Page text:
Next I crossed the highway south and went about half a mile into the BLM lands of Rabbit Valley. Here I strolled around some dry washes for a while in several places. A bit more dark agate found, but again nothing special.
Onwards west into Utah... I decided to camp for the night in Klondike Bluffs, an area of Morrison formation exposures about 15 miles northwest of Moab and 15-16 miles southeast of I70. This wild open space is on the fringe of Arches National Park. Its relief is a part of the same uplift that exposed the Entrada sandstone to the sky to create the famous openings. I'd hunted in the Bluffs several times before, and it was rich with silicates and fossils.
The turn off the pavement was well marked and there was no longer a swing-gate to open and close. I drove north and then east nearly six miles in the dark with a full moon rising, and saw no one else. I turned onto a subtle two-track path I knew about that only went a couple of tenths of a mile over a hill to a dead end and an old rotting couch (!), out of sight of the main road. (Actually the couch makes a fine landmark, as well as a very slow piece of performance art as it decomposes.)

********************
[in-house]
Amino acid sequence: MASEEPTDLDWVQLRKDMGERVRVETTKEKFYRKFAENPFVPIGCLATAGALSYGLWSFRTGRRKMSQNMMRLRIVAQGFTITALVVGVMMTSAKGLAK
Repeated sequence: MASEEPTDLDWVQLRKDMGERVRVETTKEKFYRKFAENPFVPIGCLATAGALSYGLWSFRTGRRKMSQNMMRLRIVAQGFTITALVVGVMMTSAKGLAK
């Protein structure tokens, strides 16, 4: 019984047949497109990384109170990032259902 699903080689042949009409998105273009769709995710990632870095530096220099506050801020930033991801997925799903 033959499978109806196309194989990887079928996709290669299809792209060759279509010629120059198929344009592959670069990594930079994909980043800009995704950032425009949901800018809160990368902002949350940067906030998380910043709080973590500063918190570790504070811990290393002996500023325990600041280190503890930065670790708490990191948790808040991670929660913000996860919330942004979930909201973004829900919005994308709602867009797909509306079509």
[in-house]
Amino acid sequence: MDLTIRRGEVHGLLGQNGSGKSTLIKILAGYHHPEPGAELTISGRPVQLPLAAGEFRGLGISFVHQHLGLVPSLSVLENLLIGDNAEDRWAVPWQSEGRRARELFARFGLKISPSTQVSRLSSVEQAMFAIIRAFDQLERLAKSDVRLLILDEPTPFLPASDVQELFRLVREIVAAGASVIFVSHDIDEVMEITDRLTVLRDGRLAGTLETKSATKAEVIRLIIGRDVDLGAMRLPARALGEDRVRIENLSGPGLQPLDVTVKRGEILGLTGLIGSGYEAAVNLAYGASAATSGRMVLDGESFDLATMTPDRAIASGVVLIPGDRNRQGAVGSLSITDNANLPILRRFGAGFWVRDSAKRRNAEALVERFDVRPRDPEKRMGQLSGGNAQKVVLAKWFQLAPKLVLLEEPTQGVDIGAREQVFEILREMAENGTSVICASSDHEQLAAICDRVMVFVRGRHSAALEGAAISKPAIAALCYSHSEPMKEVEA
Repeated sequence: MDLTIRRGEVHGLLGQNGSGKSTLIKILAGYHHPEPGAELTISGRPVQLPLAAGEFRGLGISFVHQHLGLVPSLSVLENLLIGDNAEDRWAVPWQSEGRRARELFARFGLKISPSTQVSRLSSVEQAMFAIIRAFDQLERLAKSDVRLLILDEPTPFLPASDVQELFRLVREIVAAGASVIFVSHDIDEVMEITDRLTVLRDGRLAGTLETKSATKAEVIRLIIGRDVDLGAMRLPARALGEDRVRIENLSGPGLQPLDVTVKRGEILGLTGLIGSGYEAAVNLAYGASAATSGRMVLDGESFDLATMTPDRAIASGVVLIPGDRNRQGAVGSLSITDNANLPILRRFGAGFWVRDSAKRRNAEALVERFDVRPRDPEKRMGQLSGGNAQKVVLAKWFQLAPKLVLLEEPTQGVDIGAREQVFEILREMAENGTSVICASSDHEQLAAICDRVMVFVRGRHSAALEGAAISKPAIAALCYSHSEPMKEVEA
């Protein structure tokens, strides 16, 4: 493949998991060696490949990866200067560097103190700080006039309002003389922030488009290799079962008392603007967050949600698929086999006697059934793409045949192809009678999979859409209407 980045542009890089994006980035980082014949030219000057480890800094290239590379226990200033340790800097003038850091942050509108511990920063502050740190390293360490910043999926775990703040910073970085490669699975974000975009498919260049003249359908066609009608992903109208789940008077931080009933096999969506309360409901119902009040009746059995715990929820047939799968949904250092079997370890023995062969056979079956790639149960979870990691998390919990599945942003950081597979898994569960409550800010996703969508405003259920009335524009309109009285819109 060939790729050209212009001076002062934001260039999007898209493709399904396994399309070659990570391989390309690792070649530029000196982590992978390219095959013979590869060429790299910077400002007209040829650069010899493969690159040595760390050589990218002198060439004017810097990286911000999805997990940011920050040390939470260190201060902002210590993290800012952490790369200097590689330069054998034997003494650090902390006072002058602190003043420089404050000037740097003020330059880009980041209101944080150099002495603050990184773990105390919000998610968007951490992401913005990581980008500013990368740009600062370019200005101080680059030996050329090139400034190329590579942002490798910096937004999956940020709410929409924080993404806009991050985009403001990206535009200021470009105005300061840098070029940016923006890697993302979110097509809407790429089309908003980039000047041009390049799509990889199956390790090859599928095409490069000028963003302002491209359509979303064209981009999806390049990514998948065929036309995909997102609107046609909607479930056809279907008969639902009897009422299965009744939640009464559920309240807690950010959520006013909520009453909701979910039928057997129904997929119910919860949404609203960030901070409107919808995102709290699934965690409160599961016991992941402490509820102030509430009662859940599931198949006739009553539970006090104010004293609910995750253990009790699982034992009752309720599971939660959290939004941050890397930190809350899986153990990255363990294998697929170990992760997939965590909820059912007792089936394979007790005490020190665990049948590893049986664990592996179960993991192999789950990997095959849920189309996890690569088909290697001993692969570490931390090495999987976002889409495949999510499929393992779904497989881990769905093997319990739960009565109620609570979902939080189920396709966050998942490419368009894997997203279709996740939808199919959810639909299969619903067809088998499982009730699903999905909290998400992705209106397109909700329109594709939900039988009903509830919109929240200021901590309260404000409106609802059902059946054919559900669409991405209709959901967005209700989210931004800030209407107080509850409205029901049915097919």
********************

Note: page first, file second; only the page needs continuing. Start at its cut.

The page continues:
It was a calm, warm, clear, beautiful evening. This and each of the next four nights I pulled in around sunset (7:30 or so) or later, found a good place to sleep, then ate, read, or listened to audiotapes in the car for several hours before sacking out. Ironically, this evening at about 10:40 pm, just as I was laying out my tarp in the vast silence, headlights came toward me on my "private" side trail!
Fortunately when I flashed them with my headlamp the other car stopped, turned around, and departed. I suspect they were as shocked as I was at seeing someone else! From then until I left at 12:30 the next day I saw no one except a few occasional passerby on the main road in the distance. (Although on the way out of the Bluffs the mountain bikers were thicker than mosquitos! Each to their own.)
After my adrenaline rush subsided I slept just great -- but still with my rock hammer hidden in reach for a false sense of security.
Ah, rock hunting... There were beautiful "Moab agate" chunks at arm's length from my sleeping bag... Lots of it, in various colors of white, red, yellow, orange... Also carnelian. There was more and better than I recalled from previous visits some years ago; perhaps more has weathered out? I forced myself to do the usual morning ablutions and eat some breakfast before eagerly starting my walk. Then I hunted on three forays for a total of four hours.